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Thread: Giant Jenga

  1. #1
    Join Date
    Jan 2021
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    Perth
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    Default Giant Jenga

    I'm planning to create a giant jenga set.

    60 rectangular blocks of 70mm x 45mm x 285mm

    Any recommendations on wood?

    Any tips?

    Ideally for outdoor use, sliding against each other.

    Was going to go for a 70x45 timber and cut into pieces.

    Then sand (orbital) and paint/vanish.

    I've got limited tools, so could be hand sawing the pieces and sanding with sander.

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  3. #2
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    Mar 2018
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    Default

    Hi dmuk,

    I made a set of these in Dec and i found that a mix of wood looked more better. It also made the game a little more fun due to the different densities of timber.

    The set was made from offcuts from around the garage, plus a pine 2×4 to get to the right number. Mostly made with hand tools, but i used a palm router to round the edges so they don't break when the towers tumble.

    Be careful with what finish you use. THe blocks were sliding nice after sanding to 400 grit but varnishing them with Poly increased the friction quite a bit.

    Regards,

    Adam

  4. #3
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    Jan 2021
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    Default

    I've seen a set that had two different wood finishes and it looked good. May save needing to paint them.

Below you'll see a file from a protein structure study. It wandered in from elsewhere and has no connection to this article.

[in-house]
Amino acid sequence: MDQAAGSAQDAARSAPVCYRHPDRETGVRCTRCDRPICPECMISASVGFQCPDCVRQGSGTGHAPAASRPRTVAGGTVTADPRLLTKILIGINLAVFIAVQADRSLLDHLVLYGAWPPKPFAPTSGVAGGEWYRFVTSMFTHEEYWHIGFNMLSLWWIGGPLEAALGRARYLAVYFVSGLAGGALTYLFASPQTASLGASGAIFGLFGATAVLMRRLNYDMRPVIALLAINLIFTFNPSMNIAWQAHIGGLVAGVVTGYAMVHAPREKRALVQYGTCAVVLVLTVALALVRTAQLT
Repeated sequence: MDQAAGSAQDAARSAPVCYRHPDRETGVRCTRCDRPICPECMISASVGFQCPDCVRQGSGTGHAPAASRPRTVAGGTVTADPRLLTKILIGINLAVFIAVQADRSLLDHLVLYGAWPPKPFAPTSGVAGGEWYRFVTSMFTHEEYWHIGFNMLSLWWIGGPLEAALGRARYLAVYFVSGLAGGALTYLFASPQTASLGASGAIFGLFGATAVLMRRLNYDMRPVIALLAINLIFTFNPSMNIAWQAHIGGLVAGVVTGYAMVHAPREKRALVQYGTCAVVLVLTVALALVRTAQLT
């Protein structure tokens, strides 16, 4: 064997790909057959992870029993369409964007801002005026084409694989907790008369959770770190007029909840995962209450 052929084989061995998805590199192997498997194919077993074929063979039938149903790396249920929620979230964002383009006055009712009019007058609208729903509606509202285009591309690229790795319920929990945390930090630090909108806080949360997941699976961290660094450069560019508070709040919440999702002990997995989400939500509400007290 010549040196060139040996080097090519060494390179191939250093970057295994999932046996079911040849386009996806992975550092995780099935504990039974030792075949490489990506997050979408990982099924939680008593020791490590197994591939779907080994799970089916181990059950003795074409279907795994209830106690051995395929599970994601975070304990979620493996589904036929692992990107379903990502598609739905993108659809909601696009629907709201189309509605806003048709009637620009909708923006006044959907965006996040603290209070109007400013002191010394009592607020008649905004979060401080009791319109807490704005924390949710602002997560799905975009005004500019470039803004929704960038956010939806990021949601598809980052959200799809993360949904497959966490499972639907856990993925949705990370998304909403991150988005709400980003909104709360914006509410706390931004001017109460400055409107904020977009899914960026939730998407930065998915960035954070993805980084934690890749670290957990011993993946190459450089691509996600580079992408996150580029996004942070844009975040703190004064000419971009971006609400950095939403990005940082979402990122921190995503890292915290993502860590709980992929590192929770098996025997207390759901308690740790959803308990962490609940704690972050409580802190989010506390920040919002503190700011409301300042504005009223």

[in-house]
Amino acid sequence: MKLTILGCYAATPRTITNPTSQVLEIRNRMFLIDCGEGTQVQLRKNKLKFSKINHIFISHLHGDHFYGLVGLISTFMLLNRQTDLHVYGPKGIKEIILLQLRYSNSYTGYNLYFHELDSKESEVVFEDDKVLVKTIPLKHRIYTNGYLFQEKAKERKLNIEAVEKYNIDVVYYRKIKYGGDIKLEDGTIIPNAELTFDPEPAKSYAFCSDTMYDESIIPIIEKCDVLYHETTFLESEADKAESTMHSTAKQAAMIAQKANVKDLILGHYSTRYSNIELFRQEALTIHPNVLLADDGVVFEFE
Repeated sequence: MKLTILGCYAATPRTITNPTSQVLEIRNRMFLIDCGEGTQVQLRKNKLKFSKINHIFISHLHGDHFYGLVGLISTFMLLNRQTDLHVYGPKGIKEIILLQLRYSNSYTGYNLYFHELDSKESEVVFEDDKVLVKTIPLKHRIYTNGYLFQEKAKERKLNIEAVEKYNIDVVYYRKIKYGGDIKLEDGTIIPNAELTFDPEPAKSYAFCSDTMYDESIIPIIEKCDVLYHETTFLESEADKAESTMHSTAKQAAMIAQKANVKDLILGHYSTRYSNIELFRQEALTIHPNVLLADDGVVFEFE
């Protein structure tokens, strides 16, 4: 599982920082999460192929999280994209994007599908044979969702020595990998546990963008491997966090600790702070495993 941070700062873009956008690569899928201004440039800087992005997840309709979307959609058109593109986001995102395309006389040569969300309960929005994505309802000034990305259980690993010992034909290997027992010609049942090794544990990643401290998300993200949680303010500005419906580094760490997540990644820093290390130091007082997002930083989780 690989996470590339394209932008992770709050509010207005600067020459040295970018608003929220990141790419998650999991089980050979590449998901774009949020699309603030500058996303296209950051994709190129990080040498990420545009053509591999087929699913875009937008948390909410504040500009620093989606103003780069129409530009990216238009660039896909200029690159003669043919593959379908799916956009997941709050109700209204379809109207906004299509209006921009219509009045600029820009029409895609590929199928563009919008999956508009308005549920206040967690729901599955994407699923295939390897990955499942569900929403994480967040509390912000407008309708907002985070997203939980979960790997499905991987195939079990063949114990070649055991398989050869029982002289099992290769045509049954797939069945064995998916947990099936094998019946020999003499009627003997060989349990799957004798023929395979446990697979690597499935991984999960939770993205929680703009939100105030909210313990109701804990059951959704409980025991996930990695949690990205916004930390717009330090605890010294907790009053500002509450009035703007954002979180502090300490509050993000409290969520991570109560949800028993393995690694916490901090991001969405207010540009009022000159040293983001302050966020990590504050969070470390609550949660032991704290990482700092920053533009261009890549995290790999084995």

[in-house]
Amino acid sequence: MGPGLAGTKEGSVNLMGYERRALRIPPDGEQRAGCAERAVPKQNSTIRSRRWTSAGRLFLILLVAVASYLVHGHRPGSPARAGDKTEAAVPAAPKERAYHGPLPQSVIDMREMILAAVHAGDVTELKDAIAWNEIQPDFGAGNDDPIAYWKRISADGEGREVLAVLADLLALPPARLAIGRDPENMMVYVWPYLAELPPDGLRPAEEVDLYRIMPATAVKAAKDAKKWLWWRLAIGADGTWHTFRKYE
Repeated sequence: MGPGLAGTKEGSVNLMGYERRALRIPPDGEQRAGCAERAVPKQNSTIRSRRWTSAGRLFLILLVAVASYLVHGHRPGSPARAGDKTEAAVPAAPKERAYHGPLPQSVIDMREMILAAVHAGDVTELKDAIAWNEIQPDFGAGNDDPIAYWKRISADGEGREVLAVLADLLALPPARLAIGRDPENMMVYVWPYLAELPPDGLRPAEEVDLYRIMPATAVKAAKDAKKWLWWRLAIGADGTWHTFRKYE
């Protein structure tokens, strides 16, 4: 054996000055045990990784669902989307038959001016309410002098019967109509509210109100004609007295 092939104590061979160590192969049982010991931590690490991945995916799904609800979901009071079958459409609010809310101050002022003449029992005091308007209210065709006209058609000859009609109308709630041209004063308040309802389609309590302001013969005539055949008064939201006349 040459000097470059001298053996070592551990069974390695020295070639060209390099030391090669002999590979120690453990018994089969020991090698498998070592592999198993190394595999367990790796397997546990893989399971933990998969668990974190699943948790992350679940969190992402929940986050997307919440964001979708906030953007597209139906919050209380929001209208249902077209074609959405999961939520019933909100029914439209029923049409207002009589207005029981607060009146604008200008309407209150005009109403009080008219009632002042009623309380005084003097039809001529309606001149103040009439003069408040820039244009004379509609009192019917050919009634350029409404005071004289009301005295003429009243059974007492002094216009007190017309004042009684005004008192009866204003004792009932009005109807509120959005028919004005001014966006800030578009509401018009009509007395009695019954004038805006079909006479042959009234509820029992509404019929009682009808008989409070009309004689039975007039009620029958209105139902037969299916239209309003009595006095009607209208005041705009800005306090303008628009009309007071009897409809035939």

2x4 is 38 x 89 mm. Similar dimensions to my plans.

    How can I avoid the friction issue?

    I don't have a router. Could I sand edges for similar effect or best sourcing a hand tool?

  5. #4
    Join Date
    Apr 2006
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    Default

    Quote Originally Posted by taz01 View Post
    ... Be careful with what finish you use. THe blocks were sliding nice after sanding to 400 grit but varnishing them with Poly increased the friction quite a bit. ...

    Adam has raised a really good point, dmuk. I have never made jenga blocks but I think you need a very servicable finish to protect the surface from dings and dirt, for aesthetic purposes, and which allows individual blocks to be removed. A "silky smooth finish".

    I would recommend a wipe on polyethylene as it soaks into and essentially resides below and on the surface, as opposed to sitting ontop of the wood surface.

    My suggested approach is:
    • sand to about 200 or 230 grit,
    • brush on one coat of wipe on poly (store bought, or equal parts of turps and poly.)
    • wait ten minutes, then rub off poly with lint-free rag (This fills the grain in the wood)
    • next day, sand with 400 grit then repeat above two steps,
    • next day, dip 400 grit into WOP and simultaneously apply WIP and wet sand surface,
    • next day, repeat with 600 grit wet sanding,
    • continue up through the grits - 1000, 1500, 2000, 3000, 4000 ... until you get the finish you want.
    • Finally, a very thin coat of furniture polish.


    This wet sanding is a surprisingly fast process. It only takes about four strokes of the sandpaper as you go through each grit. The finish is very smooth and sensual.

  6. #5
    Join Date
    Apr 2019
    Location
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    Default

    is it for a constant use or just once off?

    timber wise I would just use the untreated framing pine. some of the bigger bunnings carry it but its knot free timber and not rough like the treated stuff. and if its not going to be used regularly just leave it untreated.

    also buy your self a cheap as circular saw and a quick square. trying to do 60+ cuts with a hand saw.... and have them be nice and square and flush is just silly.

  7. #6
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    Jan 2021
    Location
    Perth
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    Thanks.

    Think I'll go visit the green shed and pick out two types (for colour contrast). Then cut and see how the work together.

    If they need treatment, I'll try the steps above. I've seen treated and untreated sets.

    I think a circular saw may be an efficient option given the volume.

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